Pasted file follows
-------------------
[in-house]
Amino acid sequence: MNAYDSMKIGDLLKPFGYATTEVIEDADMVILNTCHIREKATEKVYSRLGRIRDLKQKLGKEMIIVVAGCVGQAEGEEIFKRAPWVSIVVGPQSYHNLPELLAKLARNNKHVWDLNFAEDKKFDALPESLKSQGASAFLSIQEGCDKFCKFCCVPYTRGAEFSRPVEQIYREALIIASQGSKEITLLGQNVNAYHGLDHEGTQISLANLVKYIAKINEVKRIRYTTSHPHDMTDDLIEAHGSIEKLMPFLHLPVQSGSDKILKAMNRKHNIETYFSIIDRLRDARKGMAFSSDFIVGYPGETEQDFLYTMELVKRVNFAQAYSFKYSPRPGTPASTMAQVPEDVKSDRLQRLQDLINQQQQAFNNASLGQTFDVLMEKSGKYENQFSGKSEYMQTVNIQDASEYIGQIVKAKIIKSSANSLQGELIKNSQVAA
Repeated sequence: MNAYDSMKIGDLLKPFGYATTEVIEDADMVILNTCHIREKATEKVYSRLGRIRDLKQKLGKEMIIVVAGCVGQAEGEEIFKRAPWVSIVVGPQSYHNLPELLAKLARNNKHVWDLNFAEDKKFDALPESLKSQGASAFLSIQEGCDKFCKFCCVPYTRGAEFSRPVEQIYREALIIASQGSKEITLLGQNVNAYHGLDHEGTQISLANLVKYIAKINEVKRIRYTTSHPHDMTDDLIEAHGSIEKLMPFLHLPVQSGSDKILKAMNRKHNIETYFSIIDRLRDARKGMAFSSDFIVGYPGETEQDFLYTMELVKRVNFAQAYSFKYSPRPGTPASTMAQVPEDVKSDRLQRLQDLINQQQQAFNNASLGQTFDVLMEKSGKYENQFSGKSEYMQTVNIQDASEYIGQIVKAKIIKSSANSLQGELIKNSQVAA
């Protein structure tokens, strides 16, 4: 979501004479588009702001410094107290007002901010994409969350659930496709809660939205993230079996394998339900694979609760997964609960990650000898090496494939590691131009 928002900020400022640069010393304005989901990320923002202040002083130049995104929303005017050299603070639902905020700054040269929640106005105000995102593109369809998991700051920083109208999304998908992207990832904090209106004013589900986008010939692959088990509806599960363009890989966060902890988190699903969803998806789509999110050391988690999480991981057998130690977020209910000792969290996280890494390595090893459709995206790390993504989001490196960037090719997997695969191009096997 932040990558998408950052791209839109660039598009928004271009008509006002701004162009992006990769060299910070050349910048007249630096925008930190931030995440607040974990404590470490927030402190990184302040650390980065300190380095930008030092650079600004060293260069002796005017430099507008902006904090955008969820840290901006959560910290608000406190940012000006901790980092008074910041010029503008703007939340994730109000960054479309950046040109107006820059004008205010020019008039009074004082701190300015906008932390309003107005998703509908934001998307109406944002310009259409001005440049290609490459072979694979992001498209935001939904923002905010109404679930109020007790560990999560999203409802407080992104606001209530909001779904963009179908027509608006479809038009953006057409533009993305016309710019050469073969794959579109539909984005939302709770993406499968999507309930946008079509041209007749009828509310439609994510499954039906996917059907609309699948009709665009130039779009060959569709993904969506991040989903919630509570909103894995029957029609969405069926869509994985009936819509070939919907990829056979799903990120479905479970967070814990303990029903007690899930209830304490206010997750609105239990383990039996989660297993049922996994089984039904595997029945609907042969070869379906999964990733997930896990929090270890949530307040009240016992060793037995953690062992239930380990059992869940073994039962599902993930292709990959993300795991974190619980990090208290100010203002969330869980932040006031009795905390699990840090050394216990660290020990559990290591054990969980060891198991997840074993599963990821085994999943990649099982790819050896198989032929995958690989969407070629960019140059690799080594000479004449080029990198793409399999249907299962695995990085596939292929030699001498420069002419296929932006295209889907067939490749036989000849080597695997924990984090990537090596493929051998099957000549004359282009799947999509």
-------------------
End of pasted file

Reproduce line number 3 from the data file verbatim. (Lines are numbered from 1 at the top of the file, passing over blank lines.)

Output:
Repeated sequence: MNAYDSMKIGDLLKPFGYATTEVIEDADMVILNTCHIREKATEKVYSRLGRIRDLKQKLGKEMIIVVAGCVGQAEGEEIFKRAPWVSIVVGPQSYHNLPELLAKLARNNKHVWDLNFAEDKKFDALPESLKSQGASAFLSIQEGCDKFCKFCCVPYTRGAEFSRPVEQIYREALIIASQGSKEITLLGQNVNAYHGLDHEGTQISLANLVKYIAKINEVKRIRYTTSHPHDMTDDLIEAHGSIEKLMPFLHLPVQSGSDKILKAMNRKHNIETYFSIIDRLRDARKGMAFSSDFIVGYPGETEQDFLYTMELVKRVNFAQAYSFKYSPRPGTPASTMAQVPEDVKSDRLQRLQDLINQQQQAFNNASLGQTFDVLMEKSGKYENQFSGKSEYMQTVNIQDASEYIGQIVKAKIIKSSANSLQGELIKNSQVAA